The UK's services sector has rebounded back into growth during March at its fastest rate in seven months, according to fresh data.
The IHS Markit/CIPS Purchasing Managers’ Index (PMI) recorded a score of 56.3 last month, compared with 49.5 in February. Anything above 50 is seen as a sector in growth.
The data states that new orders and employment rose strongly. However, cost pressures were evident, with charged prices rising at the fastest pace in three years.
The forthcoming easing of government stringency measures also contributed to another improvement in business expectations for the year ahead. Around 66 per cent of the survey panel forecast an increase in activity over this period, while only 8 per cent predict a fall. This signalled the strongest optimism since December 2006.
Tim Moore, economics director at IHS Markit, said: “Forward bookings for consumer services and rising optimism about recovery prospects resulted in extra staff hiring across the service economy for the first time since the start of the pandemic. Business optimism improved for the fifth month running in March and was the highest since December 2006.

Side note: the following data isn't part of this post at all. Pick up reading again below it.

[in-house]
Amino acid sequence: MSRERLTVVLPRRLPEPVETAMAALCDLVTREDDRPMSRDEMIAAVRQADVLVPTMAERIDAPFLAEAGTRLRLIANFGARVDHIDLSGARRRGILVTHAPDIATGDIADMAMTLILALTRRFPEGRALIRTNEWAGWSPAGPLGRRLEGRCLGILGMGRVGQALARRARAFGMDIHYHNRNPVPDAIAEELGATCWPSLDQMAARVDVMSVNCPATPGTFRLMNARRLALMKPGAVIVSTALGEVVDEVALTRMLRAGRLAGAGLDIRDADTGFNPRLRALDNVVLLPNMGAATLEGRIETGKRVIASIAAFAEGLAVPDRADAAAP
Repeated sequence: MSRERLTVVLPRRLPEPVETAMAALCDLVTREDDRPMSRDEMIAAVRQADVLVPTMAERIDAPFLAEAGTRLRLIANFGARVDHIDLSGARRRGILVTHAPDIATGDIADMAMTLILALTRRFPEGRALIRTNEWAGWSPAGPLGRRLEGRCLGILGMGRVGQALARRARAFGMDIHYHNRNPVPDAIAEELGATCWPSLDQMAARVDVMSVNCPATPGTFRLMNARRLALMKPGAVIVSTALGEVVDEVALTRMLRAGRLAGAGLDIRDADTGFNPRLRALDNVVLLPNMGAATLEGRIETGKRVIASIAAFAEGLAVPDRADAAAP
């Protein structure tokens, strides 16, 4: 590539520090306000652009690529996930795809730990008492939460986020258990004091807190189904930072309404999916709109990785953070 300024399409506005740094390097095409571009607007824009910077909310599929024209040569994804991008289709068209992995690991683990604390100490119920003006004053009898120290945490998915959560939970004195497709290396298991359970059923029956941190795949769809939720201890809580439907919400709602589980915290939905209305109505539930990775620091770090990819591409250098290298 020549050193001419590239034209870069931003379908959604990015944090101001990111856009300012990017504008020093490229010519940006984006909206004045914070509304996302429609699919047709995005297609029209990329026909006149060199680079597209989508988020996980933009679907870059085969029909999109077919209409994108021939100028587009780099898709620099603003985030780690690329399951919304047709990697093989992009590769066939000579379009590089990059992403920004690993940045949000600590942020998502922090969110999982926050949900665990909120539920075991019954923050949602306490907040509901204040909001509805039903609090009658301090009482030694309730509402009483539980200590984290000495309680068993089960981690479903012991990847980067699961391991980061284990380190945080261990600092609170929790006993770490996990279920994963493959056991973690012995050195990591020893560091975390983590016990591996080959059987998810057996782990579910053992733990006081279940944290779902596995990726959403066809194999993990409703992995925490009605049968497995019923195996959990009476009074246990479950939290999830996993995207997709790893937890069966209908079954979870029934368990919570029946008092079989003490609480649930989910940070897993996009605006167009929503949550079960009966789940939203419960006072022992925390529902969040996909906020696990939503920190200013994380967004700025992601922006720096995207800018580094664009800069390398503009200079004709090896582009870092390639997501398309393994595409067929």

"Around two-thirds of the survey panel forecast an increase in output during the year ahead, which reflected signs of pent-up demand and a boost to growth projections from the successful UK vaccine roll-out. Of the small minority citing downbeat expectations in March, this was often linked to uncertainty about international travel restrictions.
“There were further signs that strong cost pressures have spilled over from manufacturers to the service economy, especially for imported items. Higher prices paid for raw materials, alongside rising transport costs and utility bills, meant that operating expenses across the service sector increased at the strongest rate since June 2018.”